Sea Star Disease Hits Central Oregon Coast
(Newport, Oregon) – Divers from the Oregon Coast Aquarium made a disturbing find in Yaquina Bay last week: the dreaded sea star wasting syndrome that has plagued California in recent years has shown up on this coastline. (Photos courtesy Oregon Coast Aquarium).
The disease is a fatal one that strikes a variety of starfish (actually technically called sea stars), causing their limbs to literally disintegrate. Many scientists have been sampling the Oregon coastline since winter, and the aquarium’s dive team is the first to find a real foothold of the disease. The team observed sunflower stars, Pycnopodia helianthoides, ochre stars, Pisaster ochraceus, and giant pink stars, Pisaster brevispinus, with intermediate or advanced signs of wasting syndrome on an April 27 morning dive in Yaquina Bay.
The disease starts with a small sore on the body of the starfish, one which soon gets infected and causes the body tissue to decay. This form bacteria of causes the starfish to become a pile of mush in just a few days.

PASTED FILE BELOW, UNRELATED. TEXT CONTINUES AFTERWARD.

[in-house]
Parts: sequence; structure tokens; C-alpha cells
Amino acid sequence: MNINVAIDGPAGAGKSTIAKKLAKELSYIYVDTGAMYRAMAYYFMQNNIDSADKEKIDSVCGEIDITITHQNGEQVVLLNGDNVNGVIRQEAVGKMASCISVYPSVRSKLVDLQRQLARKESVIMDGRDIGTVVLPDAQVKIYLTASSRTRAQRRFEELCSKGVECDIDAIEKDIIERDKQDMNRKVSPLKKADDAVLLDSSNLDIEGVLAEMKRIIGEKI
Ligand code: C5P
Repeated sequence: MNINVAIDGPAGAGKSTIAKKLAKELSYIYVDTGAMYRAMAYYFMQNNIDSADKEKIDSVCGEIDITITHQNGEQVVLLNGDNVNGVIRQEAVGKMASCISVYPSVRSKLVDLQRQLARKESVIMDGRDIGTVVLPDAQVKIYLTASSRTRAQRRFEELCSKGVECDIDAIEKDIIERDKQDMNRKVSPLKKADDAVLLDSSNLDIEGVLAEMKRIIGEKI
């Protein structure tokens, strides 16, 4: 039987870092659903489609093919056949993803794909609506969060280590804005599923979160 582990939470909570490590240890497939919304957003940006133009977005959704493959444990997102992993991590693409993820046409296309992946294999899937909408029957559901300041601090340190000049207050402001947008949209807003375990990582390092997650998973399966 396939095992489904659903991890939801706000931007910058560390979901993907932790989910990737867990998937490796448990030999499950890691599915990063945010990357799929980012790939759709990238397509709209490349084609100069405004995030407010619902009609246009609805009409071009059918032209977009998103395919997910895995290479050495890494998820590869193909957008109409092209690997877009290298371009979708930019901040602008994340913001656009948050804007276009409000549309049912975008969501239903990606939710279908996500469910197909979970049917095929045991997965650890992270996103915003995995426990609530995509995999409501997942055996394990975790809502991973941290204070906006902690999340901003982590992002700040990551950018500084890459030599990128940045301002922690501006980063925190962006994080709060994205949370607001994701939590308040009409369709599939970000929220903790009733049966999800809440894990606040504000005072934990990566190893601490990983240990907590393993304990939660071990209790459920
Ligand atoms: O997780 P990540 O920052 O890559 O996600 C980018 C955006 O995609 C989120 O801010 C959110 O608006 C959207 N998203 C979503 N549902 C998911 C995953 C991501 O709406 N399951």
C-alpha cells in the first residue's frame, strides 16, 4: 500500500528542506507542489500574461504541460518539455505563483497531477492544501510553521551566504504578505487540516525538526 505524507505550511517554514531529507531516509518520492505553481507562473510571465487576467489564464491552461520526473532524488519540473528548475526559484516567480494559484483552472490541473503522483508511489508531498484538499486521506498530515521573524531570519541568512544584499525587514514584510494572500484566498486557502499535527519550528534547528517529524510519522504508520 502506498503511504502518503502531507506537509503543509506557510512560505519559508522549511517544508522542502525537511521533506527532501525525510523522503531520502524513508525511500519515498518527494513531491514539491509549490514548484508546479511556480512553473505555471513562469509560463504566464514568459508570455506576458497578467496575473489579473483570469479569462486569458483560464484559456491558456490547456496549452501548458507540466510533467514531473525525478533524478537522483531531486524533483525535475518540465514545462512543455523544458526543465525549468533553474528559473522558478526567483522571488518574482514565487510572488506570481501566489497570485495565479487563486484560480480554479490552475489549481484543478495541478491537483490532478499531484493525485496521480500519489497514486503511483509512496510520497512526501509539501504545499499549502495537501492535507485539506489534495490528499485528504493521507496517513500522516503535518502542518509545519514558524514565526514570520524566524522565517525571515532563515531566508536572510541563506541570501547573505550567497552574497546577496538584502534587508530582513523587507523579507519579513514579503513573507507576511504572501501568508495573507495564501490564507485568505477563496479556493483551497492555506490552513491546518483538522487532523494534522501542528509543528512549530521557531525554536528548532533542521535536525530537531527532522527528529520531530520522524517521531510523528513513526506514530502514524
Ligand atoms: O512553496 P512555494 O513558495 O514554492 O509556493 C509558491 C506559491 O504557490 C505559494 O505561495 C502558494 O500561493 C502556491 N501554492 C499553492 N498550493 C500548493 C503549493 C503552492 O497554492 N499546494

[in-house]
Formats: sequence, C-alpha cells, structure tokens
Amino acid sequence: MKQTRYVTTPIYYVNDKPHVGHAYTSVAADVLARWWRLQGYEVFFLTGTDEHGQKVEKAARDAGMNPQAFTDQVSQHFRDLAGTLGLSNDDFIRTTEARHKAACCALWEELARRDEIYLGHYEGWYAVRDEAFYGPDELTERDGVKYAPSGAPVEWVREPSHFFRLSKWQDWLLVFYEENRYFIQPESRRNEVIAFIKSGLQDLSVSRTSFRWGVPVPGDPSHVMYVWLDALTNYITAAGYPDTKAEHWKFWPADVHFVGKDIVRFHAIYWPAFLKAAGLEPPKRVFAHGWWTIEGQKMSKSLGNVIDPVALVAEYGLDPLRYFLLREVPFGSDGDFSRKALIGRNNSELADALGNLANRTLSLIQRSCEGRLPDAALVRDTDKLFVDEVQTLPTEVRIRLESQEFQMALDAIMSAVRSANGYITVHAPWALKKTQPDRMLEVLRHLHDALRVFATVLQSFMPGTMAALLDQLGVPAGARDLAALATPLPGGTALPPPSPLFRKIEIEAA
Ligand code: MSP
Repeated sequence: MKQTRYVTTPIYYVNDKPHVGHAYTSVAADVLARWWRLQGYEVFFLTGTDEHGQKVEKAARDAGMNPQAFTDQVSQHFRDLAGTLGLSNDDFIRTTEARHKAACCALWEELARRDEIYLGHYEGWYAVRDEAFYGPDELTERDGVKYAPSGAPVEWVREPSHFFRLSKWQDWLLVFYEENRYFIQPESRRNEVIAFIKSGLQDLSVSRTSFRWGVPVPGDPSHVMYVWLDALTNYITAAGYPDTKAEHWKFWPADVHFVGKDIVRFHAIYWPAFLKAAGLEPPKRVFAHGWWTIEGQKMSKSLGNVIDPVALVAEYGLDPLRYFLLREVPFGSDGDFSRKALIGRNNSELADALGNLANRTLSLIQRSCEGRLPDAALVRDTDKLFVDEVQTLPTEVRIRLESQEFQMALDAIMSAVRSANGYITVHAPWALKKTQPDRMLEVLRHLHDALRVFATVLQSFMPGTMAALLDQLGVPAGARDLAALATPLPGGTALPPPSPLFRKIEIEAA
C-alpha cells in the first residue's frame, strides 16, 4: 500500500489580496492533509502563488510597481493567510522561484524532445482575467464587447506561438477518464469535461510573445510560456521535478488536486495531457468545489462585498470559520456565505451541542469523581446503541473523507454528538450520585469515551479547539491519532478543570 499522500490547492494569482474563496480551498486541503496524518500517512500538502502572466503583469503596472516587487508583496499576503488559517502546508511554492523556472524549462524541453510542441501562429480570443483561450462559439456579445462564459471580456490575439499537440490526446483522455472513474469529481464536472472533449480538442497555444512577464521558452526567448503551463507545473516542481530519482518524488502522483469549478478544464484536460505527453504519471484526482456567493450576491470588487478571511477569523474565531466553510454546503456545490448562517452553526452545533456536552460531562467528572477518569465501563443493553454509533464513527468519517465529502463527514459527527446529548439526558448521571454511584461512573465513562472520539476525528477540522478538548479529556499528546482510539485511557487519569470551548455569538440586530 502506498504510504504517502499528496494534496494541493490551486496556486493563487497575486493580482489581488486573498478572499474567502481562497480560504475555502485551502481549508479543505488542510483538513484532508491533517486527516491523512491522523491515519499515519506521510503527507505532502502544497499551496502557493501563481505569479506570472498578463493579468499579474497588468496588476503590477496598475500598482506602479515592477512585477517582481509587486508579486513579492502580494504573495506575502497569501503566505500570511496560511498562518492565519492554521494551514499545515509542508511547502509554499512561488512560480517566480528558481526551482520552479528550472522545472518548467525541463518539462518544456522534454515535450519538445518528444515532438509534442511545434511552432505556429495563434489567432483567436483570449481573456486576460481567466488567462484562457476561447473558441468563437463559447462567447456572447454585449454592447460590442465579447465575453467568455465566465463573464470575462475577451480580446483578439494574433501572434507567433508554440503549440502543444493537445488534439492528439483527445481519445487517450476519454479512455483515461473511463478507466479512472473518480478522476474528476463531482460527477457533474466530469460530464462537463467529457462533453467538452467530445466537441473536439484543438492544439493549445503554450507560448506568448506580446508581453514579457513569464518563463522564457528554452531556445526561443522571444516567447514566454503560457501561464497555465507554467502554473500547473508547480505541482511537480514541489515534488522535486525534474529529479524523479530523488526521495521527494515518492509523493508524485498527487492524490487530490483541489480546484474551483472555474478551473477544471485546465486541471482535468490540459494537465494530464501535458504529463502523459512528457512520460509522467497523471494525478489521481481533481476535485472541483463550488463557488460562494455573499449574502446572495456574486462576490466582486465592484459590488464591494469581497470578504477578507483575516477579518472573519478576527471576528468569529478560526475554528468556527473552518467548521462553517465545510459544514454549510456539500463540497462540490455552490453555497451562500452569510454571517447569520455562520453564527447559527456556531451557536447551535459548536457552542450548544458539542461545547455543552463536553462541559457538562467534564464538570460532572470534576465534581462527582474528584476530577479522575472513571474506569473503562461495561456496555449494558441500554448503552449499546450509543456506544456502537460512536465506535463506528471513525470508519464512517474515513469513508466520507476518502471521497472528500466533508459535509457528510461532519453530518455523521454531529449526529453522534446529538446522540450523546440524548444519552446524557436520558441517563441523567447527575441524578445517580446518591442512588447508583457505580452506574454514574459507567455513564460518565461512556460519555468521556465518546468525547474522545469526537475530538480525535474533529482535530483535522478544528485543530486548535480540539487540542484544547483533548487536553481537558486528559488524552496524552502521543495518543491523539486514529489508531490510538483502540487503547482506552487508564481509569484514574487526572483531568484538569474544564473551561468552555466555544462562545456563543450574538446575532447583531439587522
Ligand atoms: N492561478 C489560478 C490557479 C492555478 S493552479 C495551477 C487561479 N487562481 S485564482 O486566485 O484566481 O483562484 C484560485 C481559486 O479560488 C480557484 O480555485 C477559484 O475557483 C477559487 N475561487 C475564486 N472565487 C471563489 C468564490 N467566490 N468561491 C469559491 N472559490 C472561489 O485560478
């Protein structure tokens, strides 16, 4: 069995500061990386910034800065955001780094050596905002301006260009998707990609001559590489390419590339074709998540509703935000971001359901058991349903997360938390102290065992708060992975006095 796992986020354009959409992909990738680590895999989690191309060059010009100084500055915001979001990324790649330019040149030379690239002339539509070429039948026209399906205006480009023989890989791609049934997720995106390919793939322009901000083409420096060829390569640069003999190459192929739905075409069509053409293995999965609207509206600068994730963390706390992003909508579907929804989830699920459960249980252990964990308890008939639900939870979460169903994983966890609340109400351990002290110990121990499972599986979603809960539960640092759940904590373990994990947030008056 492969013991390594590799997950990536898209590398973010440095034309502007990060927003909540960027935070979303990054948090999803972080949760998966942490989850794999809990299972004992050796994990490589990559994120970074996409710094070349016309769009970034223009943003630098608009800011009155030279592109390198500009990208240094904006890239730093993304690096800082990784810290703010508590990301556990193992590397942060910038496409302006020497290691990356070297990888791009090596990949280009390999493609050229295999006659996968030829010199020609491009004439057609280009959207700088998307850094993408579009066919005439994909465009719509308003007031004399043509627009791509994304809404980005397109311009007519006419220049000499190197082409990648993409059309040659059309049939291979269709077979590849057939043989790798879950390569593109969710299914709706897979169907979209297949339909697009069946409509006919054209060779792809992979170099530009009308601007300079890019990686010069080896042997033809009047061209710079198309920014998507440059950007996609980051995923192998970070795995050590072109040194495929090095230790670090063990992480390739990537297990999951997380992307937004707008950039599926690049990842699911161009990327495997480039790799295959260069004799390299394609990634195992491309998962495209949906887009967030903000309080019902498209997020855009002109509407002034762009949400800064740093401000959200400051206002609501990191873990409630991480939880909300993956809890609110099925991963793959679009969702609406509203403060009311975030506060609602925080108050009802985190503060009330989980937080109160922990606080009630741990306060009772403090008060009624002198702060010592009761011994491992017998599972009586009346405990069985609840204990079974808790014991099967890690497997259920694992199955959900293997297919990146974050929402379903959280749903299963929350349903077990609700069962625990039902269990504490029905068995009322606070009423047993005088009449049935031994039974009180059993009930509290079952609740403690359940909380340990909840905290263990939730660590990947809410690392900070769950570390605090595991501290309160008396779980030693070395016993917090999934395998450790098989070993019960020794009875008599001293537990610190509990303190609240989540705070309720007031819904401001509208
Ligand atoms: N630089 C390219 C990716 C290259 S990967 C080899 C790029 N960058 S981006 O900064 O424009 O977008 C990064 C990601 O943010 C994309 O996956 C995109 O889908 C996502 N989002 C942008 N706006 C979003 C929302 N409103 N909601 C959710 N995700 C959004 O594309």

Another aspect that is very worrisome is that the species affected the most are top-tier predators in intertidal zones which help maintain ecological balance.
Oregon's populations had not shown any sign, and in fact Oregon Department of Fish and Wildlife scientists originally thought the likelihood of the disease because the habitats are quite different than those in California or British Columbia. Those ares are typified by quieter waters and calmer conditions, while the Oregon coast tends to be rather rough and tumultuous.
Now that the disease has shown up here, scientists are gravely concerned. That fact that Yaquina Bay is a calmer habitat like those where the ailment has appeared could mean it may stay fairly limited, but Oregon Coast Aquarium officials and other researchers are going into full defense mode.
Aquarium staff will start hitting the open waters off the Oregon coast to try and find out more, while they and other agencies and members of the public will be coordinating efforts with similar entities in other coastal states, especially California.
“The Aquarium is perfectly positioned to study the near shore marine environments of the Oregon coast and the animals and algae that live within them,” said Jim Burke, the Aquarium’s Director of Animal Husbandry. “We have a great team of trained biologists and scuba divers that are often submersed looking to better understand these ecosystems, and also, trends that happen over time. These efforts are an integral part of what the Aquarium staff and volunteers do as stewards of the local ocean, bays and watersheds. All of our field work gives us the ability to provide our visitors with educated, firsthand information through our exhibits and interpretation.”
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